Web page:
Remember when movies used to get banned? When little old church ladies wrote cranky letters over Deep Throat or when Britain refused to release The Texas Chainsaw Massacre? If you think these antiquated images are a thing of the past then check out the sign that greeted me in the lobby of BAM Rose Cinemas in Brooklyn last Wednesday night:
|BAM Rose Theatre Lobby Sign|
This was not a double feature. Both Female Trouble and Silent Night Bloody Night were individual screenings curated by BAMcinématek Program Director Florence Almozini and cancelled “out of respect for the victims of last week’s shooting,” presumably the tragic Sandy Hook school shooting of December 14th.
So if the tragedy struck home, why not blackout the whole theatre out of respect for the victims? Why target these two particular films for cancellation?
Let’s look at the films themselves.
Firstly, Female Trouble (1974) is John Waters’ entry into the Juvenile Delinquent sub-genre of exploitation cinema. The lead is played by Waters regular Divine, whose character devotes herself to a life of crime. The film climaxes with a shooting in a theatre and finally her death by electric chair. In BAM’s own words, Female Trouble “crafts a moving piece of melodrama about American society’s sordid underbelly.” This is true. It’s also a pitch-black satire of criminal celebrity in the US, possibly the reason why it was cancelled by BAM.
The second film cancelled was Silent Night Bloody Night, which is basically just a slasher movie about some lady wandering around a mansion in the dark for an hour and a half. Not exactly an allegory for current events but I suspect it was banned by BAM simply for being violent. And banned it was.
According to Tim Dirks, column writer for AMC, the definition of the word “Banned” is “the blocking of a film’s release… for political, religious or social reasons.”
By its actions BAM broadcasts a giant message to both filmmakers and theatregoers that films, which may be considered offensive to the public, have a chance of being cancelled from their schedule. All this for two 40-year-old films which are vaguely topical at best and in one case simply a horror film.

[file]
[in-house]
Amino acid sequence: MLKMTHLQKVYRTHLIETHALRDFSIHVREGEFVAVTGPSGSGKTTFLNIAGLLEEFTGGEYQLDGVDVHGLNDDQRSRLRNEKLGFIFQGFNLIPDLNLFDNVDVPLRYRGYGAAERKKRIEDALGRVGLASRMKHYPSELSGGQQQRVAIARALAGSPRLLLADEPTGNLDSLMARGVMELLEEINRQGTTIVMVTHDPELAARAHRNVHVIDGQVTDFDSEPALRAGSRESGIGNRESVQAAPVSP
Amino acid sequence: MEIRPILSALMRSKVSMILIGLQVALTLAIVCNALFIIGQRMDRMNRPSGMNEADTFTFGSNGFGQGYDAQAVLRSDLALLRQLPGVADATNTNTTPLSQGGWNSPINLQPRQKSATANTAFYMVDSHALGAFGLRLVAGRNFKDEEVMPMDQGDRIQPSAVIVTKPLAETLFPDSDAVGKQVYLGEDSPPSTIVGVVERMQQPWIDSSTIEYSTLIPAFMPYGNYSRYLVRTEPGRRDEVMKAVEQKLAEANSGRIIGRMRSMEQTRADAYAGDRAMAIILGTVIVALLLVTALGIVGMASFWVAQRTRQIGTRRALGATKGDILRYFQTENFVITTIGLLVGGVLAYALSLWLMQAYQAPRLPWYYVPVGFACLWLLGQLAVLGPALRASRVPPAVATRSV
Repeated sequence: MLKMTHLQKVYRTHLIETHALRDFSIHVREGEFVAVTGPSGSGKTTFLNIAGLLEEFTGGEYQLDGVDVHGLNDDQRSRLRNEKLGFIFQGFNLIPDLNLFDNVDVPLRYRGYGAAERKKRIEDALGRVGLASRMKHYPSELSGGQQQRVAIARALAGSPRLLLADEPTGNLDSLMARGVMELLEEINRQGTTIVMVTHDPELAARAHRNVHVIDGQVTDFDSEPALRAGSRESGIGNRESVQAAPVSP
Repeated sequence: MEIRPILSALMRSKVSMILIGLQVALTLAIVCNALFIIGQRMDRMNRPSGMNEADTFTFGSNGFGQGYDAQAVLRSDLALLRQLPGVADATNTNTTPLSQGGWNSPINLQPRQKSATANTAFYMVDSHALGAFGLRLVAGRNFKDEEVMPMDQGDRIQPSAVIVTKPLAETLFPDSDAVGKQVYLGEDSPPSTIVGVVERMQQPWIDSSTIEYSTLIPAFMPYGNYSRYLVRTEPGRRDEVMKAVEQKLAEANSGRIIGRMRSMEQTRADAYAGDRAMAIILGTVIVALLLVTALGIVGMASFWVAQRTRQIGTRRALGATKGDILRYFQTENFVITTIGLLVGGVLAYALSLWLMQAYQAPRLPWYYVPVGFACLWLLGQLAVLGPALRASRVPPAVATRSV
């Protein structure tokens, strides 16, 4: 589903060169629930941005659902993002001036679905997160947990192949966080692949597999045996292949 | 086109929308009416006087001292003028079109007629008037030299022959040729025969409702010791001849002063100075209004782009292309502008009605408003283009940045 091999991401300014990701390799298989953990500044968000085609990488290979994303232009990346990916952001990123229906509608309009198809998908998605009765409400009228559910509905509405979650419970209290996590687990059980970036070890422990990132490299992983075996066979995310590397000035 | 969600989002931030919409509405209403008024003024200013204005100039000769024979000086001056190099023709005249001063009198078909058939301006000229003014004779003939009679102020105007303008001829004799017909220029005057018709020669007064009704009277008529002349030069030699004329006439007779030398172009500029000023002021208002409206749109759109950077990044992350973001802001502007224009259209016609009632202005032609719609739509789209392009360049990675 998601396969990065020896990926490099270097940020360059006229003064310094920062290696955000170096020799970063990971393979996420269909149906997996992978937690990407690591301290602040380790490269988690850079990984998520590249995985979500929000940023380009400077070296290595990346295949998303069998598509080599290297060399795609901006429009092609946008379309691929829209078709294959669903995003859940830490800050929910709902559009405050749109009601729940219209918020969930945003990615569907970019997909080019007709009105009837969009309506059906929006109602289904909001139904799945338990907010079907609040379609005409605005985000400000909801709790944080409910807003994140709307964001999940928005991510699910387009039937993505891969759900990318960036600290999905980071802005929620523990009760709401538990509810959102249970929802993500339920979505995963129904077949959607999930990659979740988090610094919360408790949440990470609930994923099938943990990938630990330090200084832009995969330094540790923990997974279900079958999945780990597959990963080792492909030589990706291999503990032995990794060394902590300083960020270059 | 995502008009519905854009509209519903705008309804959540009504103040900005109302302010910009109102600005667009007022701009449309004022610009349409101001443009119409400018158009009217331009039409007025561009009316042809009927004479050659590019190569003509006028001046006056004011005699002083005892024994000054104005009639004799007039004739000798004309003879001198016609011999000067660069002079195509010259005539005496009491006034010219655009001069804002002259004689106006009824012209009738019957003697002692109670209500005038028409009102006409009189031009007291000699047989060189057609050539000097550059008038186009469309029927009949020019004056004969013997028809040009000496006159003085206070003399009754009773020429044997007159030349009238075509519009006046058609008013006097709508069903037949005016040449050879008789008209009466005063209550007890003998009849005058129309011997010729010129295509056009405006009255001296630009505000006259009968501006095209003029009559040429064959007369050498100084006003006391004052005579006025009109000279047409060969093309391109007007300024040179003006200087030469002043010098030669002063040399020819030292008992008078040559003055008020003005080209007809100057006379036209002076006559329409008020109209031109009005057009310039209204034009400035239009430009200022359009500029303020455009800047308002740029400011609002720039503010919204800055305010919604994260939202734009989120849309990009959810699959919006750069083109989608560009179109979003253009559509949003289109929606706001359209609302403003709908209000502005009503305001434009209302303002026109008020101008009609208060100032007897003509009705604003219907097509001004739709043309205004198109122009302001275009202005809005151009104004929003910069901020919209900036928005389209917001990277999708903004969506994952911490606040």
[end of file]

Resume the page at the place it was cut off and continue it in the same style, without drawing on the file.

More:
I remember when Dimension Films (who made a bundle on the Scream series) announced that the company would stop all production of horror films in response to 9-11. This policy soon changed however as viewers’ demand for horror films skyrocketed. According to Slant Magazine, the tragedy ushered in “another golden age of horror” and independent genre releases doubled from 2003 to 2004.
Simply put, horror films act as a catharsis, a harrowing memorial to the absence of life that reminds us to take stock of the life we have. It is a smorgasbord of nightmares, which we as audience members can, when the lights come on, pull on our coats and walk from the theatre unharmed- and thankful.
Confronting terror in the abstract has widely documented therapeutic effects in the real world. Successful treatment for Post-Traumatic Stress Disorder, for example, includes cognitive behavioral therapy, a controlled process of confronting the source of your trauma.
Continuing to treat genre films as though they were disposable devalues them to the lower rungs of cinema. More worrisome is the fact that by canceling a screening that is deemed too topical, BAM appears to be joining a modern wave of conservatism which silences subversive thought.
Female Trouble is too unsettlingly relevant, Silent Night, Bloody Night disposable. In either case BAM is reacting to a very public tragedy by censoring one of the underground’s most celebrated auteurs and reducing subversive ideas to collateral damage in the battle for the future of cinema.
Are these two films offensive? By cancelling their screenings BAM negates our ability to judge for ourselves.
Incidentally, the film they chose to replace Silent Night Bloody Night?
The 1983 comedy, Trading Places.